“Of course they have. It would mean more money for them.”
“More for us, too, I think. Arundhati and I asked a few questions about this in the last survey. A full 48% of respondents said they would come to Yolk-ay more frequently and spend more each time if we had a more varied menu.”
“And what did the other 52% say?”
Vikram ducked his head sheepishly. “They said they were happy with the menu and probably wouldn’t change their routine—but Dad, remember that these are our most loyal customers, people who really love their eggs. Imagine if we did a broader survey of all quick-service restaurant diners—everyone who goes to Tikka House or Raja Cooks or KFC. If we asked them what would bring them to Yolk-ay more often, you know they’d say more offerings.”
“We’ve always said that if you try to do everything, you won’t do anything well.”
“I don’t want us to do everything—just a few more things, enough to get people talking about us again, enough to make sure this business keeps growing, for me, for you, for your grandsons.”
“What does Sunil think?” Yolk-ay’s head chef was a traditionalist; Rohit couldn’t imagine suggesting this type of expansion to him, much less insisting he execute it. There would be huge implications for the kitchen staffs—new ingredients, equipment, and stations; additional training; a whole new way of working together.
“Actually, we asked him to do a small, unofficial market test on Friday. Don’t be mad—it was impromptu, just something Arundhati and I thought up that morning, a tiny experiment. We brought him the ingredients for those samosas he made for last quarter’s company party, and he grumbled at first but finally agreed to make a batch to hand out as samples to the lunch crowd. People loved them—couldn’t get enough. And Sunil was grinning from ear to ear.”
“So he wants to expand the menu too?”
“Not exactly. He talked my ear off about the havoc it would wreak on his systems. But I think we could bring him on board if we had your support.”
“I don’t know, Vikram. Can we talk about it at the office tomorrow? I thought we were here to eat cake and watch a clown do some juggling.”
“Sure, Dad. Sleep on it. We’ll talk tomorrow.”
Rohit was still at the party, and the twins were opening the last of their gifts, tearing into identical boxes wrapped in yellow paper and tied with red bows. They were quite large—Had Vikram bought them those monster trucks?—but once the boys had them open, it looked like only white tissue paper was inside. They pulled out sheet after sheet after sheet, flinging them across the table, until finally, simultaneously, they reached in deep and pulled out their prizes. In Reza’s hand, hoisted above his head, was a perfect brown egg. In Wolfgang’s, a chicken leg. Both boys were beaming.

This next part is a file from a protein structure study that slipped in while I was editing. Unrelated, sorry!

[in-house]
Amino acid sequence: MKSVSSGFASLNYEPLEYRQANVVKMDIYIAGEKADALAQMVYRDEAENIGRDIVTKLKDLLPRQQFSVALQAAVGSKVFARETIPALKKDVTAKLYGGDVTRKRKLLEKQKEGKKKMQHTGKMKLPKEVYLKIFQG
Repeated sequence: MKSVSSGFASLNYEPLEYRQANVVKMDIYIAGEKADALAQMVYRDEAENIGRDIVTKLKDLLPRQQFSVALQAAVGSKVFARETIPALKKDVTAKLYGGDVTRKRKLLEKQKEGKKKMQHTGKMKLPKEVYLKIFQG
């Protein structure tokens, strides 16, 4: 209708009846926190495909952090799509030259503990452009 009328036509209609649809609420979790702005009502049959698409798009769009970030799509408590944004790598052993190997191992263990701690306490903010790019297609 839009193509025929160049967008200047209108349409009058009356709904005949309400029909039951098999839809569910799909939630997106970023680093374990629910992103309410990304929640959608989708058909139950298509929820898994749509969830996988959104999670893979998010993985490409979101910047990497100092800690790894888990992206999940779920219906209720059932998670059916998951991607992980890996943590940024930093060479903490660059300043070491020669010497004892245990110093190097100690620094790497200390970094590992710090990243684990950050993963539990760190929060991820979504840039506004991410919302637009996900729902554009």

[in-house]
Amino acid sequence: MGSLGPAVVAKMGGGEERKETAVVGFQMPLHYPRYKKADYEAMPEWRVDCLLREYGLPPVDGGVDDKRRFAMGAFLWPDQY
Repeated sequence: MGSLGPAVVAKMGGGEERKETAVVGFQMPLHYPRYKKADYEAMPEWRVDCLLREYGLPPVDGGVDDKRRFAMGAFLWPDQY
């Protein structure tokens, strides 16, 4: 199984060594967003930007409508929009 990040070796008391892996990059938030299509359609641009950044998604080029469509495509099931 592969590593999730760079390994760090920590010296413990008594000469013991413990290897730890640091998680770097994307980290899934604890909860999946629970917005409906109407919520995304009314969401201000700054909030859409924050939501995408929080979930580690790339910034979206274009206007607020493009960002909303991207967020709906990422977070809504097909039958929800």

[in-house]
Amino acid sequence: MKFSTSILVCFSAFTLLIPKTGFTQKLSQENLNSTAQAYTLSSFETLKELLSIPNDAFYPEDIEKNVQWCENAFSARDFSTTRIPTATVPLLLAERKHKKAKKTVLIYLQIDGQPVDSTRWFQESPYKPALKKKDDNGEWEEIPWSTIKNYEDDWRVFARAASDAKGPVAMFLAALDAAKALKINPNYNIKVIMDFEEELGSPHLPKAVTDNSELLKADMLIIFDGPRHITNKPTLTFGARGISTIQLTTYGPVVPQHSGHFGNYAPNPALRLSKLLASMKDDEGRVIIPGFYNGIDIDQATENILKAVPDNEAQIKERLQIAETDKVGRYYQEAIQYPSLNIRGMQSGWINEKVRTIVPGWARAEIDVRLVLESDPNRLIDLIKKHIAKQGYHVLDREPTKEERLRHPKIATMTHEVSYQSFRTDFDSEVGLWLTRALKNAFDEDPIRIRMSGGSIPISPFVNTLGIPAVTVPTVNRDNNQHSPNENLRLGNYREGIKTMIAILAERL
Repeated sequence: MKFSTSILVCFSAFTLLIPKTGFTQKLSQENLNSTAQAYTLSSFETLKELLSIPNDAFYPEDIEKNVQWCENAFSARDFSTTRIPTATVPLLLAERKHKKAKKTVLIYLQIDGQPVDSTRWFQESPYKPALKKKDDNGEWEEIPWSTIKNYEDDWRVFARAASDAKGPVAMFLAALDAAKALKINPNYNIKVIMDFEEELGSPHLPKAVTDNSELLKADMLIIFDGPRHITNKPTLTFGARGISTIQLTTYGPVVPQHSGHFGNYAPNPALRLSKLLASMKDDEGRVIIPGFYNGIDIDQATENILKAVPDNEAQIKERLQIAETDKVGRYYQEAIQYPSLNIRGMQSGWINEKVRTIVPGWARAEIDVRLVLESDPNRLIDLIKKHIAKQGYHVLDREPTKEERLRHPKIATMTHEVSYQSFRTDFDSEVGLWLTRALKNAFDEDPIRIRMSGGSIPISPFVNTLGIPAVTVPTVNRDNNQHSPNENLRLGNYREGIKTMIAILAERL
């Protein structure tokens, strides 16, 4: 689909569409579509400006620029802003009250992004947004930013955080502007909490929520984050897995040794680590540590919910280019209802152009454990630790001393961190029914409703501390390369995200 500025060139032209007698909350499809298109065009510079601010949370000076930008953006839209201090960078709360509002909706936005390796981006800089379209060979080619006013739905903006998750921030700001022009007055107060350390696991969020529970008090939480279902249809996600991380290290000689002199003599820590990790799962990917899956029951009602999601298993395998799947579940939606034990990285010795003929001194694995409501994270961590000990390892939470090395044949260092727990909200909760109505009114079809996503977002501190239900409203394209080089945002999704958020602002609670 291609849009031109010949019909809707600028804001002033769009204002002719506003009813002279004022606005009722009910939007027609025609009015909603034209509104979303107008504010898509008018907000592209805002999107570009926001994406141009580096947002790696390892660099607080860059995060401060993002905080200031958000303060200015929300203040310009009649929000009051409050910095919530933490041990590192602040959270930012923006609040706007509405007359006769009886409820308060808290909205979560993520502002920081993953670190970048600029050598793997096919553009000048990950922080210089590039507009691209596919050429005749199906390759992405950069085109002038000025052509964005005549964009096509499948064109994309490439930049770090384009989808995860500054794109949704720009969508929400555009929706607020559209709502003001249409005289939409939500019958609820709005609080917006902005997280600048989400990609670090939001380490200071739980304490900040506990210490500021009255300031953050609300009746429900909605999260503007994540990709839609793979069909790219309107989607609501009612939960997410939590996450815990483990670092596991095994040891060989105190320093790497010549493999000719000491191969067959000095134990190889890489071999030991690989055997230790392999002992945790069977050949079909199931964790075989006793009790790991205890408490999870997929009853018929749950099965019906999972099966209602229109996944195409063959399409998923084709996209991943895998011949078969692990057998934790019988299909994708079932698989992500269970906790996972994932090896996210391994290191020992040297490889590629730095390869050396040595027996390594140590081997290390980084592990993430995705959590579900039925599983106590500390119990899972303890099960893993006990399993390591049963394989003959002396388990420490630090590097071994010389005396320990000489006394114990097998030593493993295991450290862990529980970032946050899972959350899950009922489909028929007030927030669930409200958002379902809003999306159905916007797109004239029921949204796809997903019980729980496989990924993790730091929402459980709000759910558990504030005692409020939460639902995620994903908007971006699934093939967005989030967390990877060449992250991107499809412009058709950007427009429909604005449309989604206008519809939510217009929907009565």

Rohit woke again with a start and turned to the alarm clock: 1 AM. Two dreams in one night about the same thing: Vikram’s proposal. But what did they mean? Stick to eggs, or not?
Answer the following questions:
- Should Yolk-ay expand its menu offerings? Explain in detail the reason for your decision.
- To preserve its brand identity, should Yolk-ay stick to the product it’s known for?
- Should Yolk-ay start a delivery service?
Assessment Three: Project
For this project you are required to complete the three tasks outlined:
- Research and develop customer service policies and procedures for at least three different areas of the business that meet industry standards
- Implement and monitor practices for quality customer service in line with above policies and procedures over four service periods
- Review your policies and procedures and adjust as necessary and communicate any new practices to staff.
Write all customer service policies and procedures as per task one. Once written, explain how you would implement and monitor the customer service standards over 4 different service periods. For example, a buffet, a dinner, a breakfast and a function. Review your policies and procedures and make adjustments as needed. You must show your original policy and procedure and then create an updated one showing where you made improvements based on the findings from the four service periods.